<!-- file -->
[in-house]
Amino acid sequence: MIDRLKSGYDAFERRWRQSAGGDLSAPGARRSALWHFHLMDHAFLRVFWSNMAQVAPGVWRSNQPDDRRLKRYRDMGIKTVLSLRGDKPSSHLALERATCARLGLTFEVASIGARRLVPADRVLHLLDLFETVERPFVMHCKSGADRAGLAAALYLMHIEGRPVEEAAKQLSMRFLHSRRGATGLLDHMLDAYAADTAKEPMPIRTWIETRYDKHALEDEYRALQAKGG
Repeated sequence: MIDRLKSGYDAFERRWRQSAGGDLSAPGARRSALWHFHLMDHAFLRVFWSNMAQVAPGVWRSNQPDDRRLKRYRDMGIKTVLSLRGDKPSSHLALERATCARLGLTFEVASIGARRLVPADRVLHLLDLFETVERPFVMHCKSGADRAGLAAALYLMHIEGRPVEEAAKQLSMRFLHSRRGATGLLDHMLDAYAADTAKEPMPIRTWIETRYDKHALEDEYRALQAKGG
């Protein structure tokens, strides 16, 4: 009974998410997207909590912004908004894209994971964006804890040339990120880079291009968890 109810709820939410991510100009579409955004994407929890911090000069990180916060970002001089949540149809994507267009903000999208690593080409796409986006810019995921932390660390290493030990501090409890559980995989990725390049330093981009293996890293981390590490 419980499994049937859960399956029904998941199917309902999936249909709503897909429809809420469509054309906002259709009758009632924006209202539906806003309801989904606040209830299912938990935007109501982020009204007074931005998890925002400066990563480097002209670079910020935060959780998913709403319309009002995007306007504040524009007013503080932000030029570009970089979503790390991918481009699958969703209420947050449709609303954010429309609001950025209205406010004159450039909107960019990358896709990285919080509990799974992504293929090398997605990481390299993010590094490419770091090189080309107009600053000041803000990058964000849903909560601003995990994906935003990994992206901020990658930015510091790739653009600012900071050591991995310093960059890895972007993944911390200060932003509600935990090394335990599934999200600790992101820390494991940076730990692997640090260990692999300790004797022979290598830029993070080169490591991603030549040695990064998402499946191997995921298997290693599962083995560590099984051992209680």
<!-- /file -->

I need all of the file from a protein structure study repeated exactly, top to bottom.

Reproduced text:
[in-house]
Amino acid sequence: MIDRLKSGYDAFERRWRQSAGGDLSAPGARRSALWHFHLMDHAFLRVFWSNMAQVAPGVWRSNQPDDRRLKRYRDMGIKTVLSLRGDKPSSHLALERATCARLGLTFEVASIGARRLVPADRVLHLLDLFETVERPFVMHCKSGADRAGLAAALYLMHIEGRPVEEAAKQLSMRFLHSRRGATGLLDHMLDAYAADTAKEPMPIRTWIETRYDKHALEDEYRALQAKGG
Repeated sequence: MIDRLKSGYDAFERRWRQSAGGDLSAPGARRSALWHFHLMDHAFLRVFWSNMAQVAPGVWRSNQPDDRRLKRYRDMGIKTVLSLRGDKPSSHLALERATCARLGLTFEVASIGARRLVPADRVLHLLDLFETVERPFVMHCKSGADRAGLAAALYLMHIEGRPVEEAAKQLSMRFLHSRRGATGLLDHMLDAYAADTAKEPMPIRTWIETRYDKHALEDEYRALQAKGG
């Protein structure tokens, strides 16, 4: 009974998410997207909590912004908004894209994971964006804890040339990120880079291009968890 109810709820939410991510100009579409955004994407929890911090000069990180916060970002001089949540149809994507267009903000999208690593080409796409986006810019995921932390660390290493030990501090409890559980995989990725390049330093981009293996890293981390590490 419980499994049937859960399956029904998941199917309902999936249909709503897909429809809420469509054309906002259709009758009632924006209202539906806003309801989904606040209830299912938990935007109501982020009204007074931005998890925002400066990563480097002209670079910020935060959780998913709403319309009002995007306007504040524009007013503080932000030029570009970089979503790390991918481009699958969703209420947050449709609303954010429309609001950025209205406010004159450039909107960019990358896709990285919080509990799974992504293929090398997605990481390299993010590094490419770091090189080309107009600053000041803000990058964000849903909560601003995990994906935003990994992206901020990658930015510091790739653009600012900071050591991995310093960059890895972007993944911390200060932003509600935990090394335990599934999200600790992101820390494991940076730990692997640090260990692999300790004797022979290598830029993070080169490591991603030549040695990064998402499946191997995921298997290693599962083995560590099984051992209680």